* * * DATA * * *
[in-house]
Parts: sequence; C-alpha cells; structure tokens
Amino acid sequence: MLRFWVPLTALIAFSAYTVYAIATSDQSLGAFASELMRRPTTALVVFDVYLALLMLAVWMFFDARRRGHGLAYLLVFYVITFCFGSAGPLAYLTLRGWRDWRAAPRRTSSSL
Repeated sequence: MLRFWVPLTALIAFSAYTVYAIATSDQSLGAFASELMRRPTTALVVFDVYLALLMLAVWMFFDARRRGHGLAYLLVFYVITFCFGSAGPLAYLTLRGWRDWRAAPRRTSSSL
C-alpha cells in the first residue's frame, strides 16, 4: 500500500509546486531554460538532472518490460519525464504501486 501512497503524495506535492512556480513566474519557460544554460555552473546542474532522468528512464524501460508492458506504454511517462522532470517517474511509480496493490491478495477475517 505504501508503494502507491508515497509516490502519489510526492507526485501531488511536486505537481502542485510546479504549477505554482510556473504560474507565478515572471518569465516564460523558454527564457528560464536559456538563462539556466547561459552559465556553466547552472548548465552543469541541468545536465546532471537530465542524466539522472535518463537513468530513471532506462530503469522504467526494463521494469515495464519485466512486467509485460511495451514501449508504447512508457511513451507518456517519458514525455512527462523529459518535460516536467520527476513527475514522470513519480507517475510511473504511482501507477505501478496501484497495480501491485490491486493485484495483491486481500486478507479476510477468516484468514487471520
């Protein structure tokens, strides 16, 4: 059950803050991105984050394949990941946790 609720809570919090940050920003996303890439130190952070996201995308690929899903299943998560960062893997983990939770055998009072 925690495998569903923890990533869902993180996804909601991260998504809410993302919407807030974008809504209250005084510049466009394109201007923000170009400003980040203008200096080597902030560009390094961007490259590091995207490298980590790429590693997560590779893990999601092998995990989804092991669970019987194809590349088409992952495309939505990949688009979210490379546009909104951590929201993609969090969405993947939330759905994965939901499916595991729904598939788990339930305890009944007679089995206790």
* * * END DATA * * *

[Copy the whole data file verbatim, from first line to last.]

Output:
[in-house]
Parts: sequence; C-alpha cells; structure tokens
Amino acid sequence: MLRFWVPLTALIAFSAYTVYAIATSDQSLGAFASELMRRPTTALVVFDVYLALLMLAVWMFFDARRRGHGLAYLLVFYVITFCFGSAGPLAYLTLRGWRDWRAAPRRTSSSL
Repeated sequence: MLRFWVPLTALIAFSAYTVYAIATSDQSLGAFASELMRRPTTALVVFDVYLALLMLAVWMFFDARRRGHGLAYLLVFYVITFCFGSAGPLAYLTLRGWRDWRAAPRRTSSSL
C-alpha cells in the first residue's frame, strides 16, 4: 500500500509546486531554460538532472518490460519525464504501486 501512497503524495506535492512556480513566474519557460544554460555552473546542474532522468528512464524501460508492458506504454511517462522532470517517474511509480496493490491478495477475517 505504501508503494502507491508515497509516490502519489510526492507526485501531488511536486505537481502542485510546479504549477505554482510556473504560474507565478515572471518569465516564460523558454527564457528560464536559456538563462539556466547561459552559465556553466547552472548548465552543469541541468545536465546532471537530465542524466539522472535518463537513468530513471532506462530503469522504467526494463521494469515495464519485466512486467509485460511495451514501449508504447512508457511513451507518456517519458514525455512527462523529459518535460516536467520527476513527475514522470513519480507517475510511473504511482501507477505501478496501484497495480501491485490491486493485484495483491486481500486478507479476510477468516484468514487471520
């Protein structure tokens, strides 16, 4: 059950803050991105984050394949990941946790 609720809570919090940050920003996303890439130190952070996201995308690929899903299943998560960062893997983990939770055998009072 925690495998569903923890990533869902993180996804909601991260998504809410993302919407807030974008809504209250005084510049466009394109201007923000170009400003980040203008200096080597902030560009390094961007490259590091995207490298980590790429590693997560590779893990999601092998995990989804092991669970019987194809590349088409992952495309939505990949688009979210490379546009909104951590929201993609969090969405993947939330759905994965939901499916595991729904598939788990339930305890009944007679089995206790």